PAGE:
As I’ve mentioned, I only started to try to learn many NT social interaction skills as a teen, after two years of my family’s intense, relentless, demands that I do so, without any respite or refuge. My reasoning was, that if I gave in a little, gave them something, they would let up, and I could compartmentalise it, so that it didn’t compromise me. Unfortunately, it didn’t work that way. Giving in a little meant giving in more, and then more, until I almost lost myself (repeatedly). Thankfully, there was always a part of me that would rebel, and show me what was real; a part that would show me who I really was. The problem was, my family, and society in general, still made me feel defective and pathological. They made me feel pathological for all of my struggles, and my attempts to reconcile what was expected of me with what I was actually capable of. For not being able to become a carbon copy of them. For not being able to become “normal”. And that’s not even including my struggles with depression, and with trauma reactions! They thoroughly believed that I shouldn’t have any of those difficulties. My family believed (and were quite insistent) that I had no reason to be either traumatized or depressed. Of course, society was also culpable, in that it customarily dismissed and stigmatized trauma and mood disorders, (even more so than it does now). Or, as I like to call it, society subscribed to a philosophy of “stoicism run amok”, refusing to admit that being human comes with a susceptibility to certain frailties.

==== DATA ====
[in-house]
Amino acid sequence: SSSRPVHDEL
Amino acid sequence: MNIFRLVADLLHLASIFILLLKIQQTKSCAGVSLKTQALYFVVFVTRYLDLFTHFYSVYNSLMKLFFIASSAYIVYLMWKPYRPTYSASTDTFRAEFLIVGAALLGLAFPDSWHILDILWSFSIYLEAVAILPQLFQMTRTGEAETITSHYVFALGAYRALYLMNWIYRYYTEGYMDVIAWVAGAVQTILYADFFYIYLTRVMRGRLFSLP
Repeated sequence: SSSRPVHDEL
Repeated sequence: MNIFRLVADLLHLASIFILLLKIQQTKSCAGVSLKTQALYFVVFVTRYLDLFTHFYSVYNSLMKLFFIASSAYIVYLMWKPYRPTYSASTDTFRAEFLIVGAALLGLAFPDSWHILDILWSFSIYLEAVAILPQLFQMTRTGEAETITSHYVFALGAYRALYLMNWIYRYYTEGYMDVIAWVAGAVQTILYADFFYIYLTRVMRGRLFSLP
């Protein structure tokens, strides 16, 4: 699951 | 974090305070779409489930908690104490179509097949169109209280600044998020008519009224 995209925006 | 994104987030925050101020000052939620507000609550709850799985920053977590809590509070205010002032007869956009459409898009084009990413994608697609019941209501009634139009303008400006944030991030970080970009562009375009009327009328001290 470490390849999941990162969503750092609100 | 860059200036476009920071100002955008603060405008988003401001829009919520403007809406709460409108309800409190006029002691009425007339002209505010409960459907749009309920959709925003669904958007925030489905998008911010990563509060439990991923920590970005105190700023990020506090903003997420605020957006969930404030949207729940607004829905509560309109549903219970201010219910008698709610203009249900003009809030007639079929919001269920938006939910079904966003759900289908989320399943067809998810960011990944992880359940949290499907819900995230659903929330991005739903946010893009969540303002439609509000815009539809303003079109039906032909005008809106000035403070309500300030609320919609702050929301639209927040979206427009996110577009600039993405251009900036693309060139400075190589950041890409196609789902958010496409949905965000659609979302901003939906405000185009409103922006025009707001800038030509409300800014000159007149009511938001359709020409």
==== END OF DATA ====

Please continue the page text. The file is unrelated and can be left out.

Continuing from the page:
There was a lot of trauma in my life. My parents made me feel ashamed, not only for being different, but for any and all coping strategies I had. For every way I tried to deal with the world, and tried to cope with my differences. Never mind the effects of being treated as if I were defective. Striking out at the world was harshly condemned, but withdrawal was also denigrated and treated as shameful, so I couldn’t win either way. Not only everything I did, but everything I was, was seen as defective and pathological. Needless to say, coupled with my natural autistic indifference to people, this trauma magnified my reluctance to engage with people, or even pay attention to the world in general, any more than was absolutely necessary for survival. In fact, these traumas caused my indifference to people to develop into an outright aversion to people, and to many of the usual interactions and necessary functional skills considered “typical” for age-appropriate independent existence.
I know there will be some people who will try to discredit my validity as an autistic person, because I’ve admitted trauma played a big part in my aversion to people for a very long time. This is an all-too-common tactic of those members of society who want to deny the truth spoken by autistic voices, and autistic rights to self-determination. To them, only a tiny portion of the autistic population is “autistic enough” (whatever that means), regardless of diagnostic status.
So, I want to be clear: both autism and trauma were responsible for my aversion to, and lack of interest in, people, well into adulthood. It’s not an either/or situation. Trauma and autism can co-exist, and often do thanks to the ableist society we live in!